It’s no longer a surprise that streaming soared during lockdown but what will delight the industry is that the habit appears to have stuck. Not only are we all subscribing to more services, we’re watching more content and we’re willing to pay for more of it — provided there’s a more participatory relationship between consumers and film and TV stars.
Among 1,000 U.S. consumers surveyed in April, over two thirds (67%) said they plan to continue to spend more time consuming entertainment than they did before the COVID-19 pandemic, according to a report, “Forever Changed: COVID-19’s Lasting Impact on the Entertainment Industry,” released by United Talent Agency.
Its findings challenge the notion that consumers wouldn’t pay for more than two streaming services in a crowded marketplace, with 56% of consumers surveyed saying they added at least one subscription streaming service during lockdown. After the pandemic, 71% of those surveyed said they plan to use more than one SVOD.
According to the UTA report, one in three respondents said that they plan to subscribe to or use more platforms; one in four plan to consume more genres; and one in three said they plan to consume more international content and/or stories by diverse voices.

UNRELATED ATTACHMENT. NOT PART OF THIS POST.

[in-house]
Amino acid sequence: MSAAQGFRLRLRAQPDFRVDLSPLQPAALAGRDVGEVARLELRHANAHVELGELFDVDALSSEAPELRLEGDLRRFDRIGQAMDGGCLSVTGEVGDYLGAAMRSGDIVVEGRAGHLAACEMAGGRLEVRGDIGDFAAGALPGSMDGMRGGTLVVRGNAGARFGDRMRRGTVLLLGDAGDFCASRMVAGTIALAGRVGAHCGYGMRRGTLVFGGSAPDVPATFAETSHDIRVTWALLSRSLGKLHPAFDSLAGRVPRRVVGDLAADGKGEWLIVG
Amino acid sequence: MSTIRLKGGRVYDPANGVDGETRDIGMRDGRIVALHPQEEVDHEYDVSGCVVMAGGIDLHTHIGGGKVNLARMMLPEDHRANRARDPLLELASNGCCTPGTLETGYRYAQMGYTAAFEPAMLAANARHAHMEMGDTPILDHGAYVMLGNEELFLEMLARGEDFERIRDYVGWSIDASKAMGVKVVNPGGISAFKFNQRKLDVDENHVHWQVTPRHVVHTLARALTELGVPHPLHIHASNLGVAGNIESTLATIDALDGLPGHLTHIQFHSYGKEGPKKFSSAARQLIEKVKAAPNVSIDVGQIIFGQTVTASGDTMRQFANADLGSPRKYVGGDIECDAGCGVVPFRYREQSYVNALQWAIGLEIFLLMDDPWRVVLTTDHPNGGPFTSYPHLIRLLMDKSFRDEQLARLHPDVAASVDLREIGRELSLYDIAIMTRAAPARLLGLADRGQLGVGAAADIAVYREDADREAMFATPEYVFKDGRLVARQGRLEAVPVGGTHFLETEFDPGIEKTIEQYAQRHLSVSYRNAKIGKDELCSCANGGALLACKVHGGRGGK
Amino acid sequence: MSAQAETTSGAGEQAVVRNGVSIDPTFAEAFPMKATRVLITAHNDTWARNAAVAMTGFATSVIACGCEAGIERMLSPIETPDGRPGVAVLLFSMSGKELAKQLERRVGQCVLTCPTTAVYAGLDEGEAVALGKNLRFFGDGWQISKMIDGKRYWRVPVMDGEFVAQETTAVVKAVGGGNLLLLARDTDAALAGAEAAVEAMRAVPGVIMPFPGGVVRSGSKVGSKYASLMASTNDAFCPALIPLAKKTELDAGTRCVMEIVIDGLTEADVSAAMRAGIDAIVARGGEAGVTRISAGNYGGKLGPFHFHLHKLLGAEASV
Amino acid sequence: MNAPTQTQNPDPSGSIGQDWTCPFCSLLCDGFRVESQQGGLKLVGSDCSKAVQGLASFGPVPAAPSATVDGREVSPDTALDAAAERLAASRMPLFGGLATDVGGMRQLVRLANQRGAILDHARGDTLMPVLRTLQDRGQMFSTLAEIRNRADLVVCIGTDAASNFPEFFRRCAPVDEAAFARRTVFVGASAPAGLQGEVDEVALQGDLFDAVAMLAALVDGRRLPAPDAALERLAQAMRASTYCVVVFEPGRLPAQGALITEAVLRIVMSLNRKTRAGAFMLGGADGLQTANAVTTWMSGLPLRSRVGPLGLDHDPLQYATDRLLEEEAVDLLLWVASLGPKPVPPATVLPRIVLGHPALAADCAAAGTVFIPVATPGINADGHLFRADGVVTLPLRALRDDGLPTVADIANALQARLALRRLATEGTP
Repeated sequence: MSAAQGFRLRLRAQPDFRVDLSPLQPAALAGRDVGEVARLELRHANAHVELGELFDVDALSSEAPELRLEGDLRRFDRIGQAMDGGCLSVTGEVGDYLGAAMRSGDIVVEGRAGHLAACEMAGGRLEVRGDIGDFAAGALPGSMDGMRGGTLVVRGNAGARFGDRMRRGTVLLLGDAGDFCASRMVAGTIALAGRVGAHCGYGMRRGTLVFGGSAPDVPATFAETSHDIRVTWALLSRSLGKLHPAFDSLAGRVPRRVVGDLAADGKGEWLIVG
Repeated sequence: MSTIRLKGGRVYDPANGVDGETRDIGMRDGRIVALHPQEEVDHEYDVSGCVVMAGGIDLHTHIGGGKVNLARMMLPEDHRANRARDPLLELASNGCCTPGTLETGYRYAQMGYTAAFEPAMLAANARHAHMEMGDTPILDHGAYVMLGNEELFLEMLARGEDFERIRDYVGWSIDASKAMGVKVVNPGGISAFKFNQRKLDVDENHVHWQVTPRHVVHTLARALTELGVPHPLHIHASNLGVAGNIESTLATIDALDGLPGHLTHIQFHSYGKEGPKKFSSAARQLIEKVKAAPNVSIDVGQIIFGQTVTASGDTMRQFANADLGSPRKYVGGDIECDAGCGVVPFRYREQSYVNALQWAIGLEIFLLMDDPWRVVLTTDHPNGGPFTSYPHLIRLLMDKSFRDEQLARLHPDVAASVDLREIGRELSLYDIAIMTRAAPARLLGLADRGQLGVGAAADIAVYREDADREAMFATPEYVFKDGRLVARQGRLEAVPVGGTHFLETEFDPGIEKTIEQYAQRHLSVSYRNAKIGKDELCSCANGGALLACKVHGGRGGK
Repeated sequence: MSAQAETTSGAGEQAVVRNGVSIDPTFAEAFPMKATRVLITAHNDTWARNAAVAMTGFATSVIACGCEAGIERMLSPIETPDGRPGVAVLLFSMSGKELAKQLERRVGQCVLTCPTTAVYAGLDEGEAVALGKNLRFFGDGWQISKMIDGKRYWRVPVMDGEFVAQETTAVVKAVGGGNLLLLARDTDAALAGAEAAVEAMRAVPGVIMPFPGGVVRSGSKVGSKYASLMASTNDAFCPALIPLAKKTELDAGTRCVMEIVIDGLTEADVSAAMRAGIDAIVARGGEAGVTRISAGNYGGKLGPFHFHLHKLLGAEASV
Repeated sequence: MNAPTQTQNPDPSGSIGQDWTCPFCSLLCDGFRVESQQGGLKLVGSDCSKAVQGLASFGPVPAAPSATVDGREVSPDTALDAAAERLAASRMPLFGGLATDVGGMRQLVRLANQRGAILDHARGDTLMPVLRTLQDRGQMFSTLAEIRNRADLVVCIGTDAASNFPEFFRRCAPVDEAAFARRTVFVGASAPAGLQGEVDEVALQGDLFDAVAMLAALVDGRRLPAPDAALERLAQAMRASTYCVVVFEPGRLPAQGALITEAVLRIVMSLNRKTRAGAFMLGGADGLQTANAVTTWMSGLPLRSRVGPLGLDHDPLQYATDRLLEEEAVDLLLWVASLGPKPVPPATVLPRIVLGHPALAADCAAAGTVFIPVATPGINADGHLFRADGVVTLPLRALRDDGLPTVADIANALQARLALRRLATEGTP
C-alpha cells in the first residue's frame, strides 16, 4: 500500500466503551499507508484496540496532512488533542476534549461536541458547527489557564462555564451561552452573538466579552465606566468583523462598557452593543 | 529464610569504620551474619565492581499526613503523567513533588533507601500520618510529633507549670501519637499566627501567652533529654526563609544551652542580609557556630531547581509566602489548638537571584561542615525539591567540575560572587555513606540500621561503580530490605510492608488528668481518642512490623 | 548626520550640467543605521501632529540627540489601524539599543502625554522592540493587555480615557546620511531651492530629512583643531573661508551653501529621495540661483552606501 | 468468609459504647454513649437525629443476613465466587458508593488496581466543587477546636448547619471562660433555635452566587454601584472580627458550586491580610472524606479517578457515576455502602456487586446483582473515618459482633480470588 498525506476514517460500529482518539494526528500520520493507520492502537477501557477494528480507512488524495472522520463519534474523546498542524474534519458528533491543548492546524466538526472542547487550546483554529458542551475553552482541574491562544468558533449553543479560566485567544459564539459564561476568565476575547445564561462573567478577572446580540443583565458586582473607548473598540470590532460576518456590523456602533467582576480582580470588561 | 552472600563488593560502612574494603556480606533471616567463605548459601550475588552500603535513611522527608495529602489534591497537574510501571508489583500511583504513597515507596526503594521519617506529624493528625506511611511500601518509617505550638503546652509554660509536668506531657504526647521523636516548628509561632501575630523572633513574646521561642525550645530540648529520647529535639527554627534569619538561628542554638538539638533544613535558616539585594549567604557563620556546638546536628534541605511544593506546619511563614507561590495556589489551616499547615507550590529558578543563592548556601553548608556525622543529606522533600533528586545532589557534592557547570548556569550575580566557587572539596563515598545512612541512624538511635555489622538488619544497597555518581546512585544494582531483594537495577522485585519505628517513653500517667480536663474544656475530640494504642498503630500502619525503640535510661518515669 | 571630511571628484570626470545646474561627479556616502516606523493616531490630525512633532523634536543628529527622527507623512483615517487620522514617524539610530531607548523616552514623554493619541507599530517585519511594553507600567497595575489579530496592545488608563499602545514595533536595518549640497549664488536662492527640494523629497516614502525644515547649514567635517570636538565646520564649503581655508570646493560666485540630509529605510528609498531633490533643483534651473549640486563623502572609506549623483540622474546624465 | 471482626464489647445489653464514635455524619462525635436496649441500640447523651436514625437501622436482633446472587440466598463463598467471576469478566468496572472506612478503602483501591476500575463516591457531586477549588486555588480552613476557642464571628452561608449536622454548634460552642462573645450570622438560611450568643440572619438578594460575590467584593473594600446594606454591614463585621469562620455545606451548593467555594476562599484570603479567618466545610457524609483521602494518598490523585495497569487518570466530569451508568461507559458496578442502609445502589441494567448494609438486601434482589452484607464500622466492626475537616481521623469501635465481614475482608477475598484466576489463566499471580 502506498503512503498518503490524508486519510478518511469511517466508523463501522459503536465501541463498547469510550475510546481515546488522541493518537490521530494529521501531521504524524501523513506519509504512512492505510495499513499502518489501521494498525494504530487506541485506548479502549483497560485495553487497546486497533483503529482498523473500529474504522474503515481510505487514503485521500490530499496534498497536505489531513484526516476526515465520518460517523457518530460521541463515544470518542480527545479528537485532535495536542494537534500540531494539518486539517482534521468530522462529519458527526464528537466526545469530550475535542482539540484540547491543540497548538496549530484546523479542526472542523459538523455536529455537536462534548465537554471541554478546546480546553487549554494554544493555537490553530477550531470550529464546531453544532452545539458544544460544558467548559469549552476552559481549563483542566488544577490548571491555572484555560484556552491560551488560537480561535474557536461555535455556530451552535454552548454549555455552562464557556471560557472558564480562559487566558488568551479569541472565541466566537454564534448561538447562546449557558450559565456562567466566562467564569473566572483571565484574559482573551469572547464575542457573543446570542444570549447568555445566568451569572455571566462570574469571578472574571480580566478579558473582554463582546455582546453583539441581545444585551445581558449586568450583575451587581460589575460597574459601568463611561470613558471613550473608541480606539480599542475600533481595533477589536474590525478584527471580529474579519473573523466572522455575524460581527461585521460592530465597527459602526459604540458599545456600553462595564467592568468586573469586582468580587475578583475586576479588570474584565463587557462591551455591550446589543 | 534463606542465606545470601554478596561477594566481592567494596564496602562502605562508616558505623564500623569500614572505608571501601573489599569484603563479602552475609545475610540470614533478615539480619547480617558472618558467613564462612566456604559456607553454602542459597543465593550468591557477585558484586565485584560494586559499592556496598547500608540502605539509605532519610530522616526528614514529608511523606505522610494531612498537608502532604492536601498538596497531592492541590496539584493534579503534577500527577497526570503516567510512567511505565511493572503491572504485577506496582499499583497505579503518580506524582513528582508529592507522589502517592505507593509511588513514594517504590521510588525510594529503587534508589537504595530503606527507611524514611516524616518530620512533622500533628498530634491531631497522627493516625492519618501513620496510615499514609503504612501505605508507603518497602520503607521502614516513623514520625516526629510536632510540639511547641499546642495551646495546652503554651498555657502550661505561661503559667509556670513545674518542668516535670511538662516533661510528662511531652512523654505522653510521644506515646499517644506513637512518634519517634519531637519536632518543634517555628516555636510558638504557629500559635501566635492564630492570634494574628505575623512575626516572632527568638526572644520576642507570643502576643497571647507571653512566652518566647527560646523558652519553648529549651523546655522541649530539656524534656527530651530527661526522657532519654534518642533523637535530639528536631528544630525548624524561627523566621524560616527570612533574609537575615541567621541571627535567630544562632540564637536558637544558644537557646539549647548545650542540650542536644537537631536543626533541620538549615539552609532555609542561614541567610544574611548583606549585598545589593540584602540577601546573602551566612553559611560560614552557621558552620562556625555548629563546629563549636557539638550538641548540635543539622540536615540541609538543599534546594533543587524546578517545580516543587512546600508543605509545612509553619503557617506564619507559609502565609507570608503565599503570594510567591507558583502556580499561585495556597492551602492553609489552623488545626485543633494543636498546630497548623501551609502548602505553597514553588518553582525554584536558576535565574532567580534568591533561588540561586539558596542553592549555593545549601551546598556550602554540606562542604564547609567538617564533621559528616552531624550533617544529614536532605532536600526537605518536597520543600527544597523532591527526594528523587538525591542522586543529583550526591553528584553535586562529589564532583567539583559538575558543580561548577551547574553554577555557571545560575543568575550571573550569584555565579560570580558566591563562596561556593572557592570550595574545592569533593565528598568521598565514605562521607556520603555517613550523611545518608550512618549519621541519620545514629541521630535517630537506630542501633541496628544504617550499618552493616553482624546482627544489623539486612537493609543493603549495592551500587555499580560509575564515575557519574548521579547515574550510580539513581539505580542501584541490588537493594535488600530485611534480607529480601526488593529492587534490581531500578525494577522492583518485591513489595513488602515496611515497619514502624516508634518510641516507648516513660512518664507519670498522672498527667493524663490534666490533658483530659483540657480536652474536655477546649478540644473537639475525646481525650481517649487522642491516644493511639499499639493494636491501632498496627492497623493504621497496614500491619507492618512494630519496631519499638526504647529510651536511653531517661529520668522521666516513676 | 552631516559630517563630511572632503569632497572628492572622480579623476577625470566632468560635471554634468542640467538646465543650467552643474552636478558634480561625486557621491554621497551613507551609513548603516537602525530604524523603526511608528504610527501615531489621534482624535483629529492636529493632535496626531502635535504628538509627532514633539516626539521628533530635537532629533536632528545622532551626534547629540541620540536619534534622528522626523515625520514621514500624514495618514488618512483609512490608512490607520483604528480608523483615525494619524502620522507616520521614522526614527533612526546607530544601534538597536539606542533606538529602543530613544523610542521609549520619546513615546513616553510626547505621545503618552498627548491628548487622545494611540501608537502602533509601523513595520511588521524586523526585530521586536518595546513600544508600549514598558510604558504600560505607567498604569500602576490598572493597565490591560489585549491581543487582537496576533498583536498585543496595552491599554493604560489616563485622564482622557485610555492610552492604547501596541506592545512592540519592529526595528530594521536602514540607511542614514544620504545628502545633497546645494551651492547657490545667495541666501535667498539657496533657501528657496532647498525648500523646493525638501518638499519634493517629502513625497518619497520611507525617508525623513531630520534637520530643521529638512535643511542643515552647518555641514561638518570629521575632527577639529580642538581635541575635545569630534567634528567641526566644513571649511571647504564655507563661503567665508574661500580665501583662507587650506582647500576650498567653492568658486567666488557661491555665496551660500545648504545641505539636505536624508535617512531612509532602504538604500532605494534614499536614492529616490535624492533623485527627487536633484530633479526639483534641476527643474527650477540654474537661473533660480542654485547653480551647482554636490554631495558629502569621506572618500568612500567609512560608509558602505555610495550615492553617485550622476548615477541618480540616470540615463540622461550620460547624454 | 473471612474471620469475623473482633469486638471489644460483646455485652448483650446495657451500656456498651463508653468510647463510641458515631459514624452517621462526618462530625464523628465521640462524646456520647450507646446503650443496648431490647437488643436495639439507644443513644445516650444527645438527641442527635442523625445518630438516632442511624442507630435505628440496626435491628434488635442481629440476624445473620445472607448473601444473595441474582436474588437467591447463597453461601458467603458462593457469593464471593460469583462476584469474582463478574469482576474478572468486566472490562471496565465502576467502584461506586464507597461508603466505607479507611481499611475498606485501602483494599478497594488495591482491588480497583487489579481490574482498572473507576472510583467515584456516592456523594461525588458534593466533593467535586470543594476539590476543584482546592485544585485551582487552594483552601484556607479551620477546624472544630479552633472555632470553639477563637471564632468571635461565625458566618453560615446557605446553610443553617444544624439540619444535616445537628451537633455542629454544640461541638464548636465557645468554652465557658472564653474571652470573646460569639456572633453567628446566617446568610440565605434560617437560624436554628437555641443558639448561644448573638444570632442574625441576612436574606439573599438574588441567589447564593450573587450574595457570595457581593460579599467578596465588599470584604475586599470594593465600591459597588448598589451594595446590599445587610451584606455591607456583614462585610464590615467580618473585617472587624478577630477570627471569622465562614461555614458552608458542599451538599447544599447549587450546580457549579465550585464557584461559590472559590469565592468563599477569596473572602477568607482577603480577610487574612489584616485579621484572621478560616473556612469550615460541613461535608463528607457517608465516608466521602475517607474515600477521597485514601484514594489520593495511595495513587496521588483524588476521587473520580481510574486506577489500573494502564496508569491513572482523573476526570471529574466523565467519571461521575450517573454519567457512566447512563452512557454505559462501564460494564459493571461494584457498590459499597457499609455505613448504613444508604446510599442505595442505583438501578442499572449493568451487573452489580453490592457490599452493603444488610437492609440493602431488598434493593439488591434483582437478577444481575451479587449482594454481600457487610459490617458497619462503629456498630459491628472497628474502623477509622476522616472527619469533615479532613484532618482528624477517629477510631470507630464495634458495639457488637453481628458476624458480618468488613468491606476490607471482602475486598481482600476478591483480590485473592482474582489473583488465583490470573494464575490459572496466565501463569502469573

Consumers are more open to try out new formats or types of content, including documentaries, educational videos and foreign dramas such as the French thriller Lupin, the report noted.
The agency also suggests we are headed into the “golden age of fandom.” Some 20% of consumers said they’d be more willing to pay for exclusive content from influencers and celebrities than they were before COVID. A third said they are more likely to take up a hobby inspired by entertainment, like chess thanks to The Queen’s Gambit.
In addition to streaming services, consumers also spent a lot of time on social media during the pandemic, becoming more familiar with platforms such as Cameo that allow consumers to pay for personalized, exclusive content.
“During the pandemic, consumers developed a new and deeper relationship with entertainment and media,” said Joe Kessler, global head of UTA IQ, a research, analytics and digital strategy division of the agency. “They spent more time with content and became more exploratory across genres and platforms. Entertainment and media proved a reliable escape from our stay-at-home lives. The key issue now is whether this gives way to a more enduring shift in behavior and expectations. What consumers are telling us is that now that they have formed many new habits, they won’t let them go.”
Kessler urged talent to experiment with new ways to reach fans. “We’ve got a ready-made universe of consumers who want it. This is the time to experiment. This is the time to try new things.”